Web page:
Twin Peaks: The Return/Season 3 – Review, Part 1

David Lynch and Mark Frost’s third season of the popular TV series, Twin Peaks has reached its halfway point and it has been…

I don’t think there’s an accurate way to finish that sentence. I first watched an episode of Twin Peaks on Netflix several years ago, after it was spoofed by an episode of Psych. By now, I’ve probably seen the series in its entirety, about four times. It definitely took me a while to get into it at first; it’s still one of the weirdest, quirkiest and dark TV shows I’ve ever seen. Watch it enough times, and you’re addicted.

With the resurgence of Twin Peaks on Netflix and its renewal on Showtime, I’ve found a fervent fan base for the show and cinema of co-creator/director, David Lynch. I am slowly becoming one of them. It has also introduced an interesting phenomenon that will probably puzzle me forever. Lynch’s body of work incredibly confusing and visually striking. Die hard Lynchians will say it’s about the experience more than following the story perfectly. With this logic, you could conclude that every one of Lynch’s films is a masterpiece, you just need to “get it.” But, of course, what does that mean? Why is one confusing movie better than the other, equally odd one? This is just scratching the surface of what I want to talk about, so buckle in for a bumpy night.

This will be mostly a review/stream-of-consciousness post about the first half of Season 3, focusing heavily on the latest episode since I just watched it. I know it’s not quite halfway done, but with a two week break and the scope of episode 8, I absolutely had to write this review now.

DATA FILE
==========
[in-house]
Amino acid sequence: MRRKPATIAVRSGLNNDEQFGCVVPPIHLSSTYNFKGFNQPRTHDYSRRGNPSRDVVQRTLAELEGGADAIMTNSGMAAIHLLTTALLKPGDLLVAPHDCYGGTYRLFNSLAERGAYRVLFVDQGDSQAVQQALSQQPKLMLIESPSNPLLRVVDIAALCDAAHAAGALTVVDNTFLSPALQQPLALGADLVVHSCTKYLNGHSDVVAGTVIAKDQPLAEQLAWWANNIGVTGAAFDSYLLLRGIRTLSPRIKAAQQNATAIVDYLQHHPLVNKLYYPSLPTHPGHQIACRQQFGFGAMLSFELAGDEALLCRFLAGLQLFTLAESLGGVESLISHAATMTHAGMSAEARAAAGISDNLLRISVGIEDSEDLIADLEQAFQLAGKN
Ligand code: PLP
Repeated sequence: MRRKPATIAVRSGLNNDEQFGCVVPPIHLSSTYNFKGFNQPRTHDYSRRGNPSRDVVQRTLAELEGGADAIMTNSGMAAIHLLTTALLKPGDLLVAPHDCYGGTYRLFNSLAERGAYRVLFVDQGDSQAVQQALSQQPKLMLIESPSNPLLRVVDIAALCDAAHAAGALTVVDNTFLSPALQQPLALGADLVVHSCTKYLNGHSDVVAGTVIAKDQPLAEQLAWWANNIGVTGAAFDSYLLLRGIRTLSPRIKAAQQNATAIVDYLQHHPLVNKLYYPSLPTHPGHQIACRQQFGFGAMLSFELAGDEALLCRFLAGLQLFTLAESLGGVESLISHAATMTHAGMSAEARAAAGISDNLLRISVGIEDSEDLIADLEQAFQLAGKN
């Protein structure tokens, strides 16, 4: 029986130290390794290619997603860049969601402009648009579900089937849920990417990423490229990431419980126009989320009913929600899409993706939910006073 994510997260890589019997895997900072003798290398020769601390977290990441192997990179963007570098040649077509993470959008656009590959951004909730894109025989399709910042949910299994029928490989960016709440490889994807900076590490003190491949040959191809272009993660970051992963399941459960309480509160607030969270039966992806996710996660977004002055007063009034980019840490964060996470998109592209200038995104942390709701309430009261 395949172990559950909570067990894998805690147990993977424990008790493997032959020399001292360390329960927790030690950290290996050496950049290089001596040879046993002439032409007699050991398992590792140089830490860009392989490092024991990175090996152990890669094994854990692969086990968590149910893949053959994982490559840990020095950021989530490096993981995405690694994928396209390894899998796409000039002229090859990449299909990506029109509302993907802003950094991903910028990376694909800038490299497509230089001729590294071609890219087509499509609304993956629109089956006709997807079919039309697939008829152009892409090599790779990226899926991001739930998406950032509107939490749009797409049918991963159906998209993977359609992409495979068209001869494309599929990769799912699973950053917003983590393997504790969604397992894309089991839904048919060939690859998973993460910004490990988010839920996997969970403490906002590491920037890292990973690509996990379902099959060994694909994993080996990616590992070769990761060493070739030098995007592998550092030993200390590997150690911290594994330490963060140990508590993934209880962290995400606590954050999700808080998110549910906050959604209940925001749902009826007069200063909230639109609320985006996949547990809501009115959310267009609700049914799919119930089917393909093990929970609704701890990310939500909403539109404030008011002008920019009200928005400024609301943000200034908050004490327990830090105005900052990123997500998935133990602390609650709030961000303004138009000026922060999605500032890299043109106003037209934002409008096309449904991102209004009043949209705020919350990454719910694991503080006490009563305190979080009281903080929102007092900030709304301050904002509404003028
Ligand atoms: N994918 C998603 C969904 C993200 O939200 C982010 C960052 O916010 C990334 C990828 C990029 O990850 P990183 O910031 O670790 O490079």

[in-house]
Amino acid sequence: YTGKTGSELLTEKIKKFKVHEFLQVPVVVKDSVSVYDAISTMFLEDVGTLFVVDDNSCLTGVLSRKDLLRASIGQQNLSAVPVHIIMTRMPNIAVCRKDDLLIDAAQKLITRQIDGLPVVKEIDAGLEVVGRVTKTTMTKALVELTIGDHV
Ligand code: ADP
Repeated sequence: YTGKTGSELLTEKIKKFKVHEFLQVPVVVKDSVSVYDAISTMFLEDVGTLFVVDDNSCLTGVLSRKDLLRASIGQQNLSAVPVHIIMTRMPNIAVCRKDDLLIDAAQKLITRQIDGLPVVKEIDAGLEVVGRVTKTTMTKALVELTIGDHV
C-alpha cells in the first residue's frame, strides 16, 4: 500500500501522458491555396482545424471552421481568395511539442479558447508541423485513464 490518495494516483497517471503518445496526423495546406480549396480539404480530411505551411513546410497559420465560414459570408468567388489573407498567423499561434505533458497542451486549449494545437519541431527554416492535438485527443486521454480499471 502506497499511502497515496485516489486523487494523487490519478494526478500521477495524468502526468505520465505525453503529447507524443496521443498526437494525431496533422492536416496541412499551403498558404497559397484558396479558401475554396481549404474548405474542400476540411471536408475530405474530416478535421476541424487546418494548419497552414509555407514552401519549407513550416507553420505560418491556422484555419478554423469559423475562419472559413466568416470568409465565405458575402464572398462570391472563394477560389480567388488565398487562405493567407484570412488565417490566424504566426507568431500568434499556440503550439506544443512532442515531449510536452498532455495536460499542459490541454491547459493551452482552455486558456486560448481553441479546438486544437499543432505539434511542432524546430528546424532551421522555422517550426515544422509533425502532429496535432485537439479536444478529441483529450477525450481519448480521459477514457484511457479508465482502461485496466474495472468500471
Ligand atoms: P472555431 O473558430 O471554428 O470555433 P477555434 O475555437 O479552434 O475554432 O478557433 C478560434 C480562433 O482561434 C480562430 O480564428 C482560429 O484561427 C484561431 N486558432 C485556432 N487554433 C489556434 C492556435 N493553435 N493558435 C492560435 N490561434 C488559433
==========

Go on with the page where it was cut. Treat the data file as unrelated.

I’ve been in two camps so far when looking at this season. One is that of some disappointment. I was expecting a continuation very similar to the original two seasons of Twin Peaks. For the most part, that’s not what it’s been at all. The other way of thinking I have is of joyous fascination. I like a lot of Lynch’s films – I think Mulholland Drive is a masterpiece – so I’ve also been loving these last eight episodes. Though this has started to make me think the “original” Twin Peaks was more of a Mark Frost product with consultations from Lynch. Of course, Lynch was very involved with the series, but there’s no way for sure to know who’s ideas most reflected the essence of the show.

Throughout this month, it’s slowly started to feel more like the Twin Peaks we all know, and hopefully love. Well, episode eight just threw all that out the window. But I think it’s one of the best episodes of television I’ve seen. I honestly think this episode will be talked about when thinking about some of TV’s best episodes of all time.

We all know Twin Peaks, and anything done by Lynch is pretty odd. Fully expecting more of it, I was even more astounded to such a degree that I can’t comprehend yet. Maybe I’m still recovering from the initial excitement. However, I don’t think I am.

The evil, spirit entity named BOB is the essential villain of Twin Peaks. He’s become the personification of evil. You could easily make the argument he’s the most important character because he seems to have a presence ever. This episode pretty much acts as his origin story. Early in the episode we go back to 1940’s New Mexico, with the detonation of the first atomic bomb. This whole sequence is brilliant. It’s black and white, starting with a wide shot of white plains, slowly zooming into the mushroom cloud. We then enter into a weird realm of bright lights and beautiful images that seem to blend sequences from (2001) A Space Odyssey and The Tree of Life. It’s then revealed that BOB, entombed in a blob, has been released onto Earth. The H-bomb is said to have demonstrated the evils that man is capable of. Apparently it was much worse than we thought. The implications of these scenes were utterly fascinating and awe-inspiring.